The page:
Brave hopes for a New Year

To Asian Affairs

I wish that 2017 shall bring prosperity, peace and a message of human love and dignity to everyone living under the sky and all human beings on earth, irrespective of their colour, nationality, race, religion or age. I hope the New Year shall bring peace so that the world shall live without fear or under nuclear or physical threat – no arms, no guns, no bombs and every human being shall live in dignity, security and peace.

Prof. Bhim Singh

Sr. Executive Member,

Supreme Court Bar Association of India (SCBA)

Co-Founder of National Panthers Party

Our spiritual birthright

What an excellent piece by Justin Huggler on Asia’s imperilled heritage, along with some stunning pictures of what the human mind can create. As a keen back-packer, I have visited several of the places he writes about and found them truly mesmerising.

It is just so tragic that, despite the massive socio-economic benefits that can accrue to all of these beautiful countries – India, Nepal, Yemen and many others – from international and domestic tourism to their archaeological and heritage sites, the monuments and sites themselves face destruction if certain current trends are not reversed.

We are all at the mercy of natural disasters, and violent conflict is a complex problem that can take decades to resolve. However, unsustainable tourism, rampant commercialism and poor or insufficient management can be more readily addressed. Governments and overseas tourists alike must all do their bit to help preserve these ancient wonders of the world. They are, as Ahmed Sayyad suggests, far more than bricks and mortar; they are part of a spiritual legacy that ultimately belongs to us all.


Philippa Bryce-Williams

Camden, London


A law unto themselves?

Dear Editor

Indonesia is often under-reported on, so it was good to see the article in your January issue on the trial of Jakarta’s governor ‘Ahok’ for blasphemy (‘A country on trial’). Dr Cockett highlighted a crucial element of this intriguing nation, namely, its religious and political pluralism and tolerance, combined with an oddly old world attitude towards freedom of speech on religious matters.

Given Indonesia’s democratic reputation, it is unnerving that this trial is happening in the first place, and it would be a catastrophe if Ahok were to be jailed. If the massive popularity he has garnered with his plain-speaking, candid style and determination to clean up the shambles that is Jakarta cannot save him, what can?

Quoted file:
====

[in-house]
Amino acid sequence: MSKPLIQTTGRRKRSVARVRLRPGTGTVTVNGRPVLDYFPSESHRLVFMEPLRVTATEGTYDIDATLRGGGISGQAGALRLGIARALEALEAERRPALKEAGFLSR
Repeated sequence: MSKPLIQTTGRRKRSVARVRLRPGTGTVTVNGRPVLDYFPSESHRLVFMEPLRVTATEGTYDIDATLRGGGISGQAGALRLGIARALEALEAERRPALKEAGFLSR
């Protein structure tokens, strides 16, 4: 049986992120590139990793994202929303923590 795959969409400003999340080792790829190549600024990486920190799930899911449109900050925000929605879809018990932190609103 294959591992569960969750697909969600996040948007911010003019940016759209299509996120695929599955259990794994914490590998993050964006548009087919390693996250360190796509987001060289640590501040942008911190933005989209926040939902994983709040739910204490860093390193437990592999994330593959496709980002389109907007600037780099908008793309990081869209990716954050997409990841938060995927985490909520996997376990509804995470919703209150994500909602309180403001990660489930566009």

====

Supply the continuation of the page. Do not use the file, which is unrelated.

The country’s tough blasphemy laws, dating back to 1965, are clearly outdated and are being shamelessly exploited to persecute minorities such as Ahok, who is ethnic-Chinese and Christian. Yet he is the very essence of what Indonesia needs, and is supposed to represent. Let us hope President Joko Widodo has the courage to stand up to the pressure he faces on this matter.

Aisyah Taylor

Chicago, USA

Tough questions, rational answers

Hasan Suroor makes some uncomfortable but necessary points in his article about Islam’s existential crisis. These are issues that both Muslims and non-Muslims should be considering, as the ‘hijacking’ of Islam by ‘extremist vigilantes’ has tarred the religion across Europe, giving rise to counter-movements such as Germany’s PEGIDA, which declares that ‘Islam does not belong in Germany’. If we are to address the question of not only if but how Islam can belong in the West, we need to have a shared vision of humanity that cannot be sacrificed in favour of any religious labels.

There should be space in all countries for all faiths (and the absence thereof). Anyone who argues otherwise has to be considered wrong. The line in the sand must drawn somewhere.


Sandrine Fischer


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